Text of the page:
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Jason Ivanoff, Raymond M. Klein; Orienting of attention without awareness is affected by measurement-induced attentional control settings. Journal of Vision 2003;3(1):4. doi: https://doi.org/10.1167/3.1.4.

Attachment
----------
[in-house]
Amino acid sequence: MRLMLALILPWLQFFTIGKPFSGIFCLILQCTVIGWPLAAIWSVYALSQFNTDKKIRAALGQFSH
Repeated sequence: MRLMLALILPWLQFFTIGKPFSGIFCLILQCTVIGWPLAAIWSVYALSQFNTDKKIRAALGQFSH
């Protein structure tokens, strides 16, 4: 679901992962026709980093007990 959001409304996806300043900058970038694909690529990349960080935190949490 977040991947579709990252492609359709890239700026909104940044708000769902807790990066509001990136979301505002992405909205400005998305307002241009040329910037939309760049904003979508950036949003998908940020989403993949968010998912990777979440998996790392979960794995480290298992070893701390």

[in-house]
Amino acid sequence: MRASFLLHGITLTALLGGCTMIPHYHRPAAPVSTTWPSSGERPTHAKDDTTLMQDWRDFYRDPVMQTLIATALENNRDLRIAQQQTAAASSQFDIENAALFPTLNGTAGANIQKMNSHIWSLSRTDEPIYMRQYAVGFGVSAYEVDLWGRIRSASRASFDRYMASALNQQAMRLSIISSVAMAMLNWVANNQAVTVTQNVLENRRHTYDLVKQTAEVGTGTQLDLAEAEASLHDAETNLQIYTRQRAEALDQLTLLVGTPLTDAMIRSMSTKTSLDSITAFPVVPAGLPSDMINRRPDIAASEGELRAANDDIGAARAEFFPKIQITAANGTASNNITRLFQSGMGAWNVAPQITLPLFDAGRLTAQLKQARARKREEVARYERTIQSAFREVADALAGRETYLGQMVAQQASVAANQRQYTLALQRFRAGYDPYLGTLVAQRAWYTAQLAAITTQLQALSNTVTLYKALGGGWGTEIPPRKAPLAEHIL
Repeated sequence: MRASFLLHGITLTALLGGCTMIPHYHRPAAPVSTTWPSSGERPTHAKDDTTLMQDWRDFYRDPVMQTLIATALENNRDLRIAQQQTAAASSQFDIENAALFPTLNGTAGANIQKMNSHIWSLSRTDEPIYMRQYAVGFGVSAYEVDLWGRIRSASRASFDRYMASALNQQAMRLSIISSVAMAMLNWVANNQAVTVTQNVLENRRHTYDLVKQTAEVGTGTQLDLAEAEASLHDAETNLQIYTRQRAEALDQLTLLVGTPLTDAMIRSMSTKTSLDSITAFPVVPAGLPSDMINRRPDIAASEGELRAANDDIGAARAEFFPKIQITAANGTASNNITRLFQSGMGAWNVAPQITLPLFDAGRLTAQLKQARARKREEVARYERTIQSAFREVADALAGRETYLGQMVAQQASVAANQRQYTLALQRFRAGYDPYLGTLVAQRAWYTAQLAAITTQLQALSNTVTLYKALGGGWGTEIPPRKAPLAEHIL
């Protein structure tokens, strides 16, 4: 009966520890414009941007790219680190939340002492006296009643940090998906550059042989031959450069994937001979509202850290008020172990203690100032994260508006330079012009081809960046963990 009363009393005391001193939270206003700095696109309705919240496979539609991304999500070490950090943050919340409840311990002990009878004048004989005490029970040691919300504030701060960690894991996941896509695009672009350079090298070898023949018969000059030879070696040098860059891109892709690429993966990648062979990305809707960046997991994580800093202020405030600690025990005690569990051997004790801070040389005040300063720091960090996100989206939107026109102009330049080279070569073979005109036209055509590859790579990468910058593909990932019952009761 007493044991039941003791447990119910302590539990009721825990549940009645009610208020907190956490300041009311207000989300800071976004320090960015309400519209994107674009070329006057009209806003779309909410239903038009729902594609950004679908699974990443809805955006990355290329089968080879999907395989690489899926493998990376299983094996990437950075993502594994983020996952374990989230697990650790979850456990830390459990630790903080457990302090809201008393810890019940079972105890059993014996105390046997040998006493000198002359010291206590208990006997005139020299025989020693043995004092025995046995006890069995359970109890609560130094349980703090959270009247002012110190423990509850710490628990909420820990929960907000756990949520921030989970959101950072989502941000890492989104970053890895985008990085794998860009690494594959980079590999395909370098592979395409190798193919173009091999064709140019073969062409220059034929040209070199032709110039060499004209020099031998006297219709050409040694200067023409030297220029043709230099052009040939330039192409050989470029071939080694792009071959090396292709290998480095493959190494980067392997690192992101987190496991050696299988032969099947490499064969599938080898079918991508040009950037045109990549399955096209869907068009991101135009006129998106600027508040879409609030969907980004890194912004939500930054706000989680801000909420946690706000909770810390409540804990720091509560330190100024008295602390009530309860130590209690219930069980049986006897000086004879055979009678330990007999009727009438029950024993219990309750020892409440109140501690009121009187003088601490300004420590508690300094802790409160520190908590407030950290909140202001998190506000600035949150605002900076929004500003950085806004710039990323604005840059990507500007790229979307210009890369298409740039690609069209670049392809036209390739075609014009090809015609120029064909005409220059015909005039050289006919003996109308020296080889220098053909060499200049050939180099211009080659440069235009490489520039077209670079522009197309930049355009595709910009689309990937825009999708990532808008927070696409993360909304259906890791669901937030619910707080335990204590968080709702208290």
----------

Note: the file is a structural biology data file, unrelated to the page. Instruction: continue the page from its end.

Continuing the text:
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McCormick (1997) concluded that peripheral cues presented below a threshold of awareness could nevertheless attract attention because they facilitated target processing near the cue shortly after its presentation. Yet, whereas an exogenous shift of attention typically exhibits a biphasic pattern (initial facilitation followed by inhibition of return [IOR]), at late cue-target onset asynchronies, IOR was not observed by McCormick. In our study, targets requiring a detection response were preceded by masked and nonmasked, uninformative cues presented under two conditions: one in which the cue was ignored (no report) and one in which the cue was detected and localized following the response to the target (cue report). When participants were required to make cue judgments at the end of each trial, we replicated McCormick’s pattern, finding facilitation (but not IOR) following both masked and nonmasked cues. When there was no requirement to judge the presence or location of the cues, IOR was present with and without masks, whereas facilitation was observed only when the cues were not masked. That the assessment of cue awareness increases attentional facilitation and prevents (or delays) the onset of IOR is attributed to attentional control settings put in place to perform the cue-awareness assessments in the cue-report condition.
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